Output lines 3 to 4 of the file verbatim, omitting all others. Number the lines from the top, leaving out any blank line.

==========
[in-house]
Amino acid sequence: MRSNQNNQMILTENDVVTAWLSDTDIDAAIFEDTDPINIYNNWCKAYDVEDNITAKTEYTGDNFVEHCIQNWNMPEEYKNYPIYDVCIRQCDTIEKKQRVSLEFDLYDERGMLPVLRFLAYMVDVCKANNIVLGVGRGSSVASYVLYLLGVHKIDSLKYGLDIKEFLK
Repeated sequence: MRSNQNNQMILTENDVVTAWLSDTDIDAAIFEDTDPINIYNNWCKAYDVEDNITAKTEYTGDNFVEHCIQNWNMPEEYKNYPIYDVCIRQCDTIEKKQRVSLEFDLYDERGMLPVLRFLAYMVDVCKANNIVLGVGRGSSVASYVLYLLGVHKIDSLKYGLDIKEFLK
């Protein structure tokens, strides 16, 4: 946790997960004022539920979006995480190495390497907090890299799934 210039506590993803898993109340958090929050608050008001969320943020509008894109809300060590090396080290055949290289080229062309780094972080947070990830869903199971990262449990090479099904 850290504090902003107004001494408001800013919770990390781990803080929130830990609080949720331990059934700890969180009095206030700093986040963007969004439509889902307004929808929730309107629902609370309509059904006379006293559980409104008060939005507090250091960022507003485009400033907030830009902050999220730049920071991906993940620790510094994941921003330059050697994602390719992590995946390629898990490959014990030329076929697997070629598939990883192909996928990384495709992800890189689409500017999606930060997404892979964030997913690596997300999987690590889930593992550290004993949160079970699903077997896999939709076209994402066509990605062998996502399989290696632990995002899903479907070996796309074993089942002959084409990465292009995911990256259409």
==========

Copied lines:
Repeated sequence: MRSNQNNQMILTENDVVTAWLSDTDIDAAIFEDTDPINIYNNWCKAYDVEDNITAKTEYTGDNFVEHCIQNWNMPEEYKNYPIYDVCIRQCDTIEKKQRVSLEFDLYDERGMLPVLRFLAYMVDVCKANNIVLGVGRGSSVASYVLYLLGVHKIDSLKYGLDIKEFLK
């Protein structure tokens, strides 16, 4: 946790997960004022539920979006995480190495390497907090890299799934 210039506590993803898993109340958090929050608050008001969320943020509008894109809300060590090396080290055949290289080229062309780094972080947070990830869903199971990262449990090479099904 850290504090902003107004001494408001800013919770990390781990803080929130830990609080949720331990059934700890969180009095206030700093986040963007969004439509889902307004929808929730309107629902609370309509059904006379006293559980409104008060939005507090250091960022507003485009400033907030830009902050999220730049920071991906993940620790510094994941921003330059050697994602390719992590995946390629898990490959014990030329076929697997070629598939990883192909996928990384495709992800890189689409500017999606930060997404892979964030997913690596997300999987690590889930593992550290004993949160079970699903077997896999939709076209994402066509990605062998996502399989290696632990995002899903479907070996796309074993089942002959084409990465292009995911990256259409």